The aim of this module is to analyse and discuss with the students the legal and philosophical questions raised by what is called the “international human rights judiciary”. Focusing on the European Human Rights System and the Inter-American Human Rights System, we will discuss the controversial role of regional courts in relation to national courts (in particular, with constitutional courts) and member states parliaments. We will consider the extent to which the principle of subsidiarity and the margin of appreciation doctrine can minimise the persistent tension between rights-based judicial review and majority rule. At the same time, the course will attempt to show to what extent international courts can endanger the basic rule of law standards of predictability and protection against arbitrariness. The ultimate aim is to enable students to gain an insight into the work of international human rights courts and how these courts can contribute to the strengthening of democracy and the rule of law.

MODULE 2: The European Union’s Area of Freedom, Security and Justice (Professor Alfonso Iglesias Velasco)
In this module it will be studied the origins, development and functioning of this relevant policy area of the EU. First, it will be explained a comprehensive overview of the historical background, and of the theoretical and institutional keystones that set up the AFSJ, with a particular focus on the Agencies related to the AFSJ. Second, we will look at the legal provisions adopted by the EU in police cooperation and in borders, immigration and asylum, with a particular study of Frontex. Third, we will consider the measures adopted in the fields of criminal and civil judicial cooperation, under the relevance of the principle of mutual recognition and the role of Europol. We will examine the Treaty provisions which allow the EU to act in this field, as well as the legislative instruments introduced under those provisions. In addition, we will consider the caselaw of the Court of Justice of the EU in shaping and limiting the actions of both the EU institutions and the member states in this Area.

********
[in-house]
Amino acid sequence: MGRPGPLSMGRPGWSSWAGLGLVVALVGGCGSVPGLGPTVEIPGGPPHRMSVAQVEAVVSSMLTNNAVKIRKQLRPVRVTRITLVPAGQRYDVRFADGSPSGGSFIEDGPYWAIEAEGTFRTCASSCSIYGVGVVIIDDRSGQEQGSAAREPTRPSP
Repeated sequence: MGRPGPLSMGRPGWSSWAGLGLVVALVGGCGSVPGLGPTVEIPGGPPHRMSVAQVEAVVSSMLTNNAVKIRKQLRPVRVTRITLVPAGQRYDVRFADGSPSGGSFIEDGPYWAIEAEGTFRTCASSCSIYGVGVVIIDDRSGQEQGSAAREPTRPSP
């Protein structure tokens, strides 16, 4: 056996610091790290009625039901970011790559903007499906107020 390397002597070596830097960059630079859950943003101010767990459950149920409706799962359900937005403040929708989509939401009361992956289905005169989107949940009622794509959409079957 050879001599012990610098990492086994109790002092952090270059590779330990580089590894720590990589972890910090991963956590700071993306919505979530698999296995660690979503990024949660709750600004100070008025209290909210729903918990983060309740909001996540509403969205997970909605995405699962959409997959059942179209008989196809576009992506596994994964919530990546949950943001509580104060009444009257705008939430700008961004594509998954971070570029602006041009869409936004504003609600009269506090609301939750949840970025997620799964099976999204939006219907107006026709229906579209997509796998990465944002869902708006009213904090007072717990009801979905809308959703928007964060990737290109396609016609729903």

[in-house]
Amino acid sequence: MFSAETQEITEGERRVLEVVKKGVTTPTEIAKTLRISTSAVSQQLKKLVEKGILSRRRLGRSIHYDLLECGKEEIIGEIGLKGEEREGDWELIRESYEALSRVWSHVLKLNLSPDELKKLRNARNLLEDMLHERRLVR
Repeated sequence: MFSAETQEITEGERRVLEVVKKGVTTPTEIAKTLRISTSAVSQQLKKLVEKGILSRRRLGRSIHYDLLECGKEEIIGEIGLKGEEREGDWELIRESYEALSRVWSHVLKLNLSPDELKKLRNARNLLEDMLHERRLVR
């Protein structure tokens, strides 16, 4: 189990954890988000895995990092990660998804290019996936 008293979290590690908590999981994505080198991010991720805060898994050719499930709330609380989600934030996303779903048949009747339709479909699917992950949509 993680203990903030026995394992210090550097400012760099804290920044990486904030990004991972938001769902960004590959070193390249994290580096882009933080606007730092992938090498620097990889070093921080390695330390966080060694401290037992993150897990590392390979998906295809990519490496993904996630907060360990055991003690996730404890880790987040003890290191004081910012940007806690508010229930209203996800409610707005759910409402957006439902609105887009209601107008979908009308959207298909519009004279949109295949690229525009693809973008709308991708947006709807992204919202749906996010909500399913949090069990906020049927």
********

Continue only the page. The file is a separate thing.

MODULE 3: International Environmental Law (Professor Rosa M. Fernández Egea)
In this course we will explore the following topics: 1. Concept and evolution of International Environmental Law (IEL); 2. Sources of IEL: principles and obligations; 3. Conventional and sectorial protection of the environment (climate change, biodiversity, protection of forests, waters and land); 4. Implementation of IEL and international litigation. Planned activities: The course will include teacher’s general explanations on the topics referred above as well as interactive activities of the students such as online tests (kahoot), group discussions and shorts presentations.